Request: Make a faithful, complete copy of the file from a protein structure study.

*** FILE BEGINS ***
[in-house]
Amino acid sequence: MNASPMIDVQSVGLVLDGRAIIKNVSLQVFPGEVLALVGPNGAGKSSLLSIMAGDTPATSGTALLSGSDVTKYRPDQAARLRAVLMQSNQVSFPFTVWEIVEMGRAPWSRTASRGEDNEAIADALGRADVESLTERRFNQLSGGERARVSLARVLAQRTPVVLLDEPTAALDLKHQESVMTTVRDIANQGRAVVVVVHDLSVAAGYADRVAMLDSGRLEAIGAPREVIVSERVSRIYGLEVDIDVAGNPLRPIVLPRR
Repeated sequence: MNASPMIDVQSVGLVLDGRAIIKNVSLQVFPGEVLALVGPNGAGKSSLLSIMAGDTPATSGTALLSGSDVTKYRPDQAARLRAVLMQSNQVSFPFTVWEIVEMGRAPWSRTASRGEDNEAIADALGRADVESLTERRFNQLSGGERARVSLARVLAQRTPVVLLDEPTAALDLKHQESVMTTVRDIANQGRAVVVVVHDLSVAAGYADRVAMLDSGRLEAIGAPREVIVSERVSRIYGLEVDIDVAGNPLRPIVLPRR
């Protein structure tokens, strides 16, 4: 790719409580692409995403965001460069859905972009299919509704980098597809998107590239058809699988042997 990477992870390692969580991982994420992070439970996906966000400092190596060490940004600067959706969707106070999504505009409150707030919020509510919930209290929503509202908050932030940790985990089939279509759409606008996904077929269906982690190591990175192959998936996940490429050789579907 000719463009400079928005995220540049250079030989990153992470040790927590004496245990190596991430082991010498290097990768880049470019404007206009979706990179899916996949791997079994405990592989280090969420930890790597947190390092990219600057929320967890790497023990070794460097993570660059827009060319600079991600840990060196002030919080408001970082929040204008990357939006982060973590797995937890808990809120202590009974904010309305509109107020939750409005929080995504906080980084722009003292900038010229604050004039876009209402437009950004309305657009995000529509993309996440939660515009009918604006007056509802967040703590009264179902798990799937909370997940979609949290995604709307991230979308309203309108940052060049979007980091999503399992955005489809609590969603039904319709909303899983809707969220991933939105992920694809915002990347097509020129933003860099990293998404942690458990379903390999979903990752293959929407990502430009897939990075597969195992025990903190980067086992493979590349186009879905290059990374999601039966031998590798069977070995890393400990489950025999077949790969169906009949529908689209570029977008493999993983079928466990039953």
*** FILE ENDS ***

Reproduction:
[in-house]
Amino acid sequence: MNASPMIDVQSVGLVLDGRAIIKNVSLQVFPGEVLALVGPNGAGKSSLLSIMAGDTPATSGTALLSGSDVTKYRPDQAARLRAVLMQSNQVSFPFTVWEIVEMGRAPWSRTASRGEDNEAIADALGRADVESLTERRFNQLSGGERARVSLARVLAQRTPVVLLDEPTAALDLKHQESVMTTVRDIANQGRAVVVVVHDLSVAAGYADRVAMLDSGRLEAIGAPREVIVSERVSRIYGLEVDIDVAGNPLRPIVLPRR
Repeated sequence: MNASPMIDVQSVGLVLDGRAIIKNVSLQVFPGEVLALVGPNGAGKSSLLSIMAGDTPATSGTALLSGSDVTKYRPDQAARLRAVLMQSNQVSFPFTVWEIVEMGRAPWSRTASRGEDNEAIADALGRADVESLTERRFNQLSGGERARVSLARVLAQRTPVVLLDEPTAALDLKHQESVMTTVRDIANQGRAVVVVVHDLSVAAGYADRVAMLDSGRLEAIGAPREVIVSERVSRIYGLEVDIDVAGNPLRPIVLPRR
């Protein structure tokens, strides 16, 4: 790719409580692409995403965001460069859905972009299919509704980098597809998107590239058809699988042997 990477992870390692969580991982994420992070439970996906966000400092190596060490940004600067959706969707106070999504505009409150707030919020509510919930209290929503509202908050932030940790985990089939279509759409606008996904077929269906982690190591990175192959998936996940490429050789579907 000719463009400079928005995220540049250079030989990153992470040790927590004496245990190596991430082991010498290097990768880049470019404007206009979706990179899916996949791997079994405990592989280090969420930890790597947190390092990219600057929320967890790497023990070794460097993570660059827009060319600079991600840990060196002030919080408001970082929040204008990357939006982060973590797995937890808990809120202590009974904010309305509109107020939750409005929080995504906080980084722009003292900038010229604050004039876009209402437009950004309305657009995000529509993309996440939660515009009918604006007056509802967040703590009264179902798990799937909370997940979609949290995604709307991230979308309203309108940052060049979007980091999503399992955005489809609590969603039904319709909303899983809707969220991933939105992920694809915002990347097509020129933003860099990293998404942690458990379903390999979903990752293959929407990502430009897939990075597969195992025990903190980067086992493979590349186009879905290059990374999601039966031998590798069977070995890393400990489950025999077949790969169906009949529908689209570029977008493999993983079928466990039953």